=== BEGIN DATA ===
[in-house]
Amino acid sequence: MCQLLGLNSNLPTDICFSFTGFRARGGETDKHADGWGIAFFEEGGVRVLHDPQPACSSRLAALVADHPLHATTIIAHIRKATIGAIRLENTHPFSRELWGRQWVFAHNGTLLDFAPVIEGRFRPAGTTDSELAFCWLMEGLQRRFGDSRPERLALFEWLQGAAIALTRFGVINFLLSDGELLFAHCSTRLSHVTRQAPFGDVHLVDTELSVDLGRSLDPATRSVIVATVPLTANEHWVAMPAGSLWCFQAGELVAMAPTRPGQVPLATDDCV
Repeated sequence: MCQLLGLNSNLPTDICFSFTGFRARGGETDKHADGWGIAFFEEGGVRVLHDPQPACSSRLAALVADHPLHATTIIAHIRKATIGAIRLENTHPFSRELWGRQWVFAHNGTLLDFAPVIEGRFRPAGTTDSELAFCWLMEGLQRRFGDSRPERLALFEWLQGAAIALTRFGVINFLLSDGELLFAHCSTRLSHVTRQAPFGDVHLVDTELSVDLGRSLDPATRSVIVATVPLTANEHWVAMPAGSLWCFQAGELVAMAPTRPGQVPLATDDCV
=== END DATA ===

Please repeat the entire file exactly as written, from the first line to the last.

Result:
[in-house]
Amino acid sequence: MCQLLGLNSNLPTDICFSFTGFRARGGETDKHADGWGIAFFEEGGVRVLHDPQPACSSRLAALVADHPLHATTIIAHIRKATIGAIRLENTHPFSRELWGRQWVFAHNGTLLDFAPVIEGRFRPAGTTDSELAFCWLMEGLQRRFGDSRPERLALFEWLQGAAIALTRFGVINFLLSDGELLFAHCSTRLSHVTRQAPFGDVHLVDTELSVDLGRSLDPATRSVIVATVPLTANEHWVAMPAGSLWCFQAGELVAMAPTRPGQVPLATDDCV
Repeated sequence: MCQLLGLNSNLPTDICFSFTGFRARGGETDKHADGWGIAFFEEGGVRVLHDPQPACSSRLAALVADHPLHATTIIAHIRKATIGAIRLENTHPFSRELWGRQWVFAHNGTLLDFAPVIEGRFRPAGTTDSELAFCWLMEGLQRRFGDSRPERLALFEWLQGAAIALTRFGVINFLLSDGELLFAHCSTRLSHVTRQAPFGDVHLVDTELSVDLGRSLDPATRSVIVATVPLTANEHWVAMPAGSLWCFQAGELVAMAPTRPGQVPLATDDCV